HIVbio: HIV Bioinformatics

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Drugs Against HIV

Antiretroviral drugs are medications for the treatment of infection by retroviruses, primarily HIV. When several such drugs, typically three or four, are taken in combination, the approach is known as highly active antiretroviral therapy, or HAART.
The drugs mainly includes :
* Reverse Transcriptase Inhibitor (NRTIs/NtRTIs , NNRTIs )
* Protease Inhibitors
* Fusion or Entry Inhibitors
* Integrase Inhibitors
NRTIs and NNRTIs are available in most countries. Fusion/entry inhibitors and integrase inhibitors are usually only available in resource-rich countries.
Protease inhibitors are generally less suitable for starting treatment in resource-limited settings due to the cost, number of pills which need to be taken, and the particular side effects caused by protease drugs.

There are currently more than 20 approved antiretroviral drugs in the US and Europe (including combined formulations) and many more in the expanded access programmes and trials.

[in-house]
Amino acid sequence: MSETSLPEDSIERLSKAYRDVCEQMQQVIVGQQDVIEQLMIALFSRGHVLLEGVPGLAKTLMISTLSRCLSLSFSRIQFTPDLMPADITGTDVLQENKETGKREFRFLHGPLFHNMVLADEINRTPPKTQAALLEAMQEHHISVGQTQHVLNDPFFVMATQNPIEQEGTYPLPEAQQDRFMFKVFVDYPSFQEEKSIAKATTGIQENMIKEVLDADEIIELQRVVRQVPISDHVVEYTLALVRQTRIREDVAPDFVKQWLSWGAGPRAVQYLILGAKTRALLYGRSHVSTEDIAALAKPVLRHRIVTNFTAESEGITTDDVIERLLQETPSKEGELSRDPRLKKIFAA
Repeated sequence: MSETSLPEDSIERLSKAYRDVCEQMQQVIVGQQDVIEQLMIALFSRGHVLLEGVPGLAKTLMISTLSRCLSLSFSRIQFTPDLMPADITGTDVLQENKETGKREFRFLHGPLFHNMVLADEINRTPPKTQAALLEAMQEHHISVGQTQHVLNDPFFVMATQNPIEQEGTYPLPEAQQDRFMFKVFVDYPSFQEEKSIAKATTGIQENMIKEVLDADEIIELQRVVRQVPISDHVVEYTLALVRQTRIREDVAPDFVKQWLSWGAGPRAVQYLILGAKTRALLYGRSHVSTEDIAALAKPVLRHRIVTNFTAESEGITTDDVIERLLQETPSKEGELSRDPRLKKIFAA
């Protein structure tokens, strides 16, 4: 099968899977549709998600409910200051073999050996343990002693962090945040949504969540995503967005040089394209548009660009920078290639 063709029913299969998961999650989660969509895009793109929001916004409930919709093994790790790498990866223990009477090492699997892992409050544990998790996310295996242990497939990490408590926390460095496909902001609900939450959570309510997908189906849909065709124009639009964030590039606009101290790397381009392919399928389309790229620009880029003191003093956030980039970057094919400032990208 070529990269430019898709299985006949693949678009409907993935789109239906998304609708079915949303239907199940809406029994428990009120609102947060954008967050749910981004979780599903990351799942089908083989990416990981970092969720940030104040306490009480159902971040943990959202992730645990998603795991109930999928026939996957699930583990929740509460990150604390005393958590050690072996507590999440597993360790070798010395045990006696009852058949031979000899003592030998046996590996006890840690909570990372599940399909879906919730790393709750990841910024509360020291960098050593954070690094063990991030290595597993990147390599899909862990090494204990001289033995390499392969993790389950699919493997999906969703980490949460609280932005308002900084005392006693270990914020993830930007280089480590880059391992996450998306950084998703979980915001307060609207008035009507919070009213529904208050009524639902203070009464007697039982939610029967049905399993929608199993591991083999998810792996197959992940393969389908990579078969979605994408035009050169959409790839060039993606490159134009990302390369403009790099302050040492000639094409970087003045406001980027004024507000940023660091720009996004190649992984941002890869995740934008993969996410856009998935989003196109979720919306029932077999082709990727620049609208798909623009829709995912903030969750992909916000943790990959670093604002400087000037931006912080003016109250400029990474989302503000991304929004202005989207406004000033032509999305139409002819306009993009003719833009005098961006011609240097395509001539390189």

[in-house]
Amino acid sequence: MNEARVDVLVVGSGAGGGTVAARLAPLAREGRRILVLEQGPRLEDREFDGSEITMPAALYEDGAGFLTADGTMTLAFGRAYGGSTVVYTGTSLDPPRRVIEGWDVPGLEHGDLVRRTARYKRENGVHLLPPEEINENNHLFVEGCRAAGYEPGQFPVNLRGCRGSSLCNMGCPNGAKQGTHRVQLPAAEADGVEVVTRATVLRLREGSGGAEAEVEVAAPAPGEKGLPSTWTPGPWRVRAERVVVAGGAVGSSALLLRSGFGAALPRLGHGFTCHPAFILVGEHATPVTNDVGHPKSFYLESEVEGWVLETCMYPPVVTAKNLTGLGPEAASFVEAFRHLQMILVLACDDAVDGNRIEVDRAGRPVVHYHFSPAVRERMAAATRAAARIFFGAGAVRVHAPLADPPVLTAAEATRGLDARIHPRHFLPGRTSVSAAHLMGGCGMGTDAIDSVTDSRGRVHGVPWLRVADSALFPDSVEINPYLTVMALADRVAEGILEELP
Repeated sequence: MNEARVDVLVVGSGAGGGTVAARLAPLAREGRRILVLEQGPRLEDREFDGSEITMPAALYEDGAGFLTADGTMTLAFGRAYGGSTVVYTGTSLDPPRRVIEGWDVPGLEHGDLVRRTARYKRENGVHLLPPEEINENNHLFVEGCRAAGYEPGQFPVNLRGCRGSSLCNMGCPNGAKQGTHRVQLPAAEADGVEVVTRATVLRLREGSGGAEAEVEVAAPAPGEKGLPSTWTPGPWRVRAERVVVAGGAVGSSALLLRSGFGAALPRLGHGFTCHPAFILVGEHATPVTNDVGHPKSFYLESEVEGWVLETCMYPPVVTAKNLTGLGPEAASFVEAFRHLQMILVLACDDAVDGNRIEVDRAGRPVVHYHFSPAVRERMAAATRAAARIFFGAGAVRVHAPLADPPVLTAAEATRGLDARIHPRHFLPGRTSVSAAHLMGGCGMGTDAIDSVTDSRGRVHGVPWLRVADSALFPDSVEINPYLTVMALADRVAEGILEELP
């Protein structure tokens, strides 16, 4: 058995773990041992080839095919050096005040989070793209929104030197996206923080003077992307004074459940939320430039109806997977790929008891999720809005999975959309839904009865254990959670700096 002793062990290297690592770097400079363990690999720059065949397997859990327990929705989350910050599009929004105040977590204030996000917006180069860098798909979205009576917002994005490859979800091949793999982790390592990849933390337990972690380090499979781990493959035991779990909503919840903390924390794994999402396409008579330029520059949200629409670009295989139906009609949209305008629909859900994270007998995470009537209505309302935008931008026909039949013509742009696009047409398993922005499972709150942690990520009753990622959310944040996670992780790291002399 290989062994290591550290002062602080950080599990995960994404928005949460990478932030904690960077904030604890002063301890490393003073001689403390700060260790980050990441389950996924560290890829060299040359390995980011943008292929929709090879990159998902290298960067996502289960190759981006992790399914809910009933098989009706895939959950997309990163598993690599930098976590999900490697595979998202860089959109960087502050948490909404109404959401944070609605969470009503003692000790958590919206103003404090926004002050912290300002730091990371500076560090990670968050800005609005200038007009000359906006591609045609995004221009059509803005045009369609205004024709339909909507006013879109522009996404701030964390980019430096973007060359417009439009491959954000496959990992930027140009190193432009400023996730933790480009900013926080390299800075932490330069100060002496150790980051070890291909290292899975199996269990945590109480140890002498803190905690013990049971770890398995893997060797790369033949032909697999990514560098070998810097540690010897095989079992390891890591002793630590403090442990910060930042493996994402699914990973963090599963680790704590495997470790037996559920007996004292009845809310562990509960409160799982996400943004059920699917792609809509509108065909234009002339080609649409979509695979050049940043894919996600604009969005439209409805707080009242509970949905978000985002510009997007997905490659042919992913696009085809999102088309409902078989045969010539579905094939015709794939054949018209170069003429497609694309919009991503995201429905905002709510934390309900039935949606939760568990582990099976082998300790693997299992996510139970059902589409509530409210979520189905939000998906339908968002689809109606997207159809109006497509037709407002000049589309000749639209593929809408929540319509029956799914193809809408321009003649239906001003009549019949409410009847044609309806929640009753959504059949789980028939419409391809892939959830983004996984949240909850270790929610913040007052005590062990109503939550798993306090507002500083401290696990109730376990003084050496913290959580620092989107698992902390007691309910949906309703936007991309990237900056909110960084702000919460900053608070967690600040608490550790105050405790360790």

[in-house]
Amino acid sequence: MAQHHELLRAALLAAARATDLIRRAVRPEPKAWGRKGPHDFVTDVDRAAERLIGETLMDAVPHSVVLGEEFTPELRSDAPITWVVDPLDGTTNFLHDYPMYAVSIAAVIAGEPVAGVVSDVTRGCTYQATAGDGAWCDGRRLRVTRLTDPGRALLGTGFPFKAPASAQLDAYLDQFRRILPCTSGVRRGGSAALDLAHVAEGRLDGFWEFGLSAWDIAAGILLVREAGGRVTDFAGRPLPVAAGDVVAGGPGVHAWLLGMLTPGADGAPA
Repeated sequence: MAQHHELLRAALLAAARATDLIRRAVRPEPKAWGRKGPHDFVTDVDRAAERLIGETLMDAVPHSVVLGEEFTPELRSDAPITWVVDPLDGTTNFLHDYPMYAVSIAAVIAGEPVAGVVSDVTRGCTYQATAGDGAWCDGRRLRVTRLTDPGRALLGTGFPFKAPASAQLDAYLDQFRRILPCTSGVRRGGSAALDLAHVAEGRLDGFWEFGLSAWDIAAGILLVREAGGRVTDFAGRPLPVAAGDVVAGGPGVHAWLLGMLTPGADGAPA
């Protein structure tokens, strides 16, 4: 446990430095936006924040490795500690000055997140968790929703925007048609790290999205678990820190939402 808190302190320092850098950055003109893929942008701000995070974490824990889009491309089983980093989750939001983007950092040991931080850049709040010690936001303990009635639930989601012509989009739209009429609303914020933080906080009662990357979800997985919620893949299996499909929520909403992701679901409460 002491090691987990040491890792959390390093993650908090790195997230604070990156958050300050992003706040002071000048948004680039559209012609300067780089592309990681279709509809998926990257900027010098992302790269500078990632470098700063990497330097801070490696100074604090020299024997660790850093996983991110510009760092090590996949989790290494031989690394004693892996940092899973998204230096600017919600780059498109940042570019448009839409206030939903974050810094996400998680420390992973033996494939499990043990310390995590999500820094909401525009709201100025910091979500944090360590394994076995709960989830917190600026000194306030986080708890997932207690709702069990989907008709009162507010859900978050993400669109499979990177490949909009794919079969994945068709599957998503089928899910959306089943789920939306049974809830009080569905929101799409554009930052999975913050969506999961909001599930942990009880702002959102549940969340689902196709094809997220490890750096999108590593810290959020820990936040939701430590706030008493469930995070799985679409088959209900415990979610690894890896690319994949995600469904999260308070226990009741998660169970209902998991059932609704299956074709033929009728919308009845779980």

Most antiretroviral drugs have at least three names. Sometimes a drug is referred to by its research or chemical name, such as AZT. The second name is the generic name for all drugs with the same chemical structure; for example AZT is also known as zidovudine. The third name is the brand name given by the pharmaceutical company; one of the brand names for zidovudine is Retrovir. Lastly, an abbreviation of the common name might sometimes also be used, such as ZDV, which is the fourth name given to zidovudine.
New development in HIV chemotherapy
New Retroviral Drugs
An Update in the Development of HIV Entry Inhibitors
Raltegravir and Etravirine Are Active against HIV Type 1 Group O
Strategies in design of Antiviral drugs
Tharapy Insight: body-shape changes and metabolic complications associated with HIV and HAART therapy